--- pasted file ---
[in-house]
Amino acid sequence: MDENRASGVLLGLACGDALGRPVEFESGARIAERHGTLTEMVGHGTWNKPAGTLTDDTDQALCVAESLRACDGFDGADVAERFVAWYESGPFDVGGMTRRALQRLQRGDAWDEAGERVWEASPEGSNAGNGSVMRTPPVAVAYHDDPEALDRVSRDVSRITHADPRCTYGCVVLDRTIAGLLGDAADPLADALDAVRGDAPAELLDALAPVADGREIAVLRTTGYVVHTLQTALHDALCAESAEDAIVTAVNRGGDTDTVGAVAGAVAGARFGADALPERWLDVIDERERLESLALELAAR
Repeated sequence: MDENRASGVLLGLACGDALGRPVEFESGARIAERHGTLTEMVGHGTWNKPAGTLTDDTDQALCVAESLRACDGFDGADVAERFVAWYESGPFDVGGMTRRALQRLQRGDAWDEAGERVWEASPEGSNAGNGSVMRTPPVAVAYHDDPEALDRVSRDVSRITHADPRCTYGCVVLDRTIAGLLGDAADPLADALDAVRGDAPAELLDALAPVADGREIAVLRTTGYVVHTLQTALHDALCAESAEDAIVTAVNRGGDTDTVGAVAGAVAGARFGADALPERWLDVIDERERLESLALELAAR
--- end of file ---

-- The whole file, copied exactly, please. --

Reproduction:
[in-house]
Amino acid sequence: MDENRASGVLLGLACGDALGRPVEFESGARIAERHGTLTEMVGHGTWNKPAGTLTDDTDQALCVAESLRACDGFDGADVAERFVAWYESGPFDVGGMTRRALQRLQRGDAWDEAGERVWEASPEGSNAGNGSVMRTPPVAVAYHDDPEALDRVSRDVSRITHADPRCTYGCVVLDRTIAGLLGDAADPLADALDAVRGDAPAELLDALAPVADGREIAVLRTTGYVVHTLQTALHDALCAESAEDAIVTAVNRGGDTDTVGAVAGAVAGARFGADALPERWLDVIDERERLESLALELAAR
Repeated sequence: MDENRASGVLLGLACGDALGRPVEFESGARIAERHGTLTEMVGHGTWNKPAGTLTDDTDQALCVAESLRACDGFDGADVAERFVAWYESGPFDVGGMTRRALQRLQRGDAWDEAGERVWEASPEGSNAGNGSVMRTPPVAVAYHDDPEALDRVSRDVSRITHADPRCTYGCVVLDRTIAGLLGDAADPLADALDAVRGDAPAELLDALAPVADGREIAVLRTTGYVVHTLQTALHDALCAESAEDAIVTAVNRGGDTDTVGAVAGAVAGARFGADALPERWLDVIDERERLESLALELAAR